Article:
Mad Men is known for being occasionally excruciating, and the discomfort it creates in its viewers is a hallmark of the viewing experience. The rudeness, the callousness, the vindictiveness—they are all a part of life, and this show has never been afraid to dive right in and show you the ugliness that comes along with breathing.
But “The Crash” is different. If you thought it was crazy when Roger Sterling did LSD, well…get ready, because apparently the Mad Men writing staff got eaten by a Godzilla-sized Philip K. Dick novel as filmed by David Lynch. Instead of a known and recognized narcotic like acid, this show’s craziness is fueled by a mysterious vitamin megadose brought by Jim Cutler’s doctor that is probably some sort of speed. What follows is a frantic, fractured and surreal hour of Mad Men, a rather radical departure for a program usually dedicated to verisimilitude.
It’s hard to tell if the result is audacious or desperate. The drug device is problematic.
Uppers were in wide use even in that era, and it seems unlikely that nobody would realize exactly what was happening to them. The show feels incomplete because the viewer only sees tiny bits and pieces of what happened. This is definitely a Don episode, and the arcs for this week’s other major players—Peggy, Stan, and Sally—feel forced and artificial, especially Stan’s sudden production of a cousin who died in Vietnam.
Don hits rock bottom this week. But his line this season is frustrating. He is not doing anything he has not done before, but for some reason Sylvia Rosen is creating a much higher level of turmoil than any of Don’s other affairs. That is fine, but why? Can you hear those crickets chirp? Therefore, Don’s literal and figurative collapse this week appears to occur through some bizarre Nietzschean will of its own, and not as the organic result of aggregated stress, which feels…strange.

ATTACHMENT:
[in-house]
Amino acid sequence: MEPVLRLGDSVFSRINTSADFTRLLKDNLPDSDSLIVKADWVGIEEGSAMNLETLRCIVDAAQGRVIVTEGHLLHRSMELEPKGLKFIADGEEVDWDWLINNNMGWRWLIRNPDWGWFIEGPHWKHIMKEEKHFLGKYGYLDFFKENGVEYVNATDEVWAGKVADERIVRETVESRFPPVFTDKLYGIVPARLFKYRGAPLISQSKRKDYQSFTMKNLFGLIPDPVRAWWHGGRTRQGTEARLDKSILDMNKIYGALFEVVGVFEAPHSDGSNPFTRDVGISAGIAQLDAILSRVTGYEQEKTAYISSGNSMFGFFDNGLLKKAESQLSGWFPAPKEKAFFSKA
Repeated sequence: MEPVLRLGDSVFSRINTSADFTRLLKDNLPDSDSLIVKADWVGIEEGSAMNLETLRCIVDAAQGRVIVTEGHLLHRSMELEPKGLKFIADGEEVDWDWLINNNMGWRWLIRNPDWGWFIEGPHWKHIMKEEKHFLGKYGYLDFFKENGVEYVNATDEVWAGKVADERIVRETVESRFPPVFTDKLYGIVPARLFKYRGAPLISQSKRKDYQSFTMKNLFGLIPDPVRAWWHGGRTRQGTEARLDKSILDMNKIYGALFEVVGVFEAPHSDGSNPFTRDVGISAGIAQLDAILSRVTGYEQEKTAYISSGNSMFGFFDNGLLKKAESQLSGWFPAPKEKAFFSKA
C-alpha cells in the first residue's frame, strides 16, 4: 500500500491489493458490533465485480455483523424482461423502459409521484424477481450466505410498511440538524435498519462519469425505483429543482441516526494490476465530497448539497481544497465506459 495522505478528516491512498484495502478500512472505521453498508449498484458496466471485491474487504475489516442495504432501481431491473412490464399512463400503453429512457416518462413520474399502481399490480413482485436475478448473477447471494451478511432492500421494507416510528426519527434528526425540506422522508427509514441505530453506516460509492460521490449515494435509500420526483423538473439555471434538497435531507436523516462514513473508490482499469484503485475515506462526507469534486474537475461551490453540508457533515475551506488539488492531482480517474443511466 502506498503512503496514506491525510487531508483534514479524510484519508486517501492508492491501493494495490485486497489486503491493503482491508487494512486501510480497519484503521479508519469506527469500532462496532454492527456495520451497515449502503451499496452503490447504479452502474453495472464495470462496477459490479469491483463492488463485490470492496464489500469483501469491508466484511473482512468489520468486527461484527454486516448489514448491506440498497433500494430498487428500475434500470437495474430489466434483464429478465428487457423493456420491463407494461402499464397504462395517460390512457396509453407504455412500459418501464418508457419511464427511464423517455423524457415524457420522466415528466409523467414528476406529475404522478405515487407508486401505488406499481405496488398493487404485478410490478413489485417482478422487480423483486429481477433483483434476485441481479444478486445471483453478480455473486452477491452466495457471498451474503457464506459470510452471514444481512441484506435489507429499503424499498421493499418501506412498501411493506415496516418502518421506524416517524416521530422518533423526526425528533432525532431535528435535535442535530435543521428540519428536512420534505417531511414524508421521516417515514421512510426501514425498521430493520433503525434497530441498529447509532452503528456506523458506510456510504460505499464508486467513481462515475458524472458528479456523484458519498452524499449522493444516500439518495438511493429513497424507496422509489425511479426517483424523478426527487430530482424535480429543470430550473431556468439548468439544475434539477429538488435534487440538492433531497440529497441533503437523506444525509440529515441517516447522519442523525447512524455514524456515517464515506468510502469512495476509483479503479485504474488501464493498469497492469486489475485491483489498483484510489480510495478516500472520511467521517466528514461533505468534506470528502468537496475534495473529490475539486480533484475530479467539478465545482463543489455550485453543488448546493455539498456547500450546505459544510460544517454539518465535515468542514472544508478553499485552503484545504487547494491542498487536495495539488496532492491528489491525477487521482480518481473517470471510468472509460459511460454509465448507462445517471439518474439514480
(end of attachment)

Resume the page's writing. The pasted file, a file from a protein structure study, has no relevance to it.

Notably, Don seems to learn enough this week to give up his quest to be Ted Chaough’s match. The drug-addled weekend resulted in Don’s most significant failure—he does not come up with an ad. He gives Ted the Chevrolet account and the fortune and glory that may come with being the one who figures it out.
And, finally, that burglary…yes, it was extremely weird. And it felt unnecessary. A lot of this week’s show did. It is hard to shake the feeling that the makers of Mad Men are aware that the story they are telling about Don is derivative of previous seasons, and are trying to dress it up with various sensational bells and whistles in the hope nobody will notice. Last week, it was a confinement fetish. This week, it is drugs. Who knows what they will come up with next?
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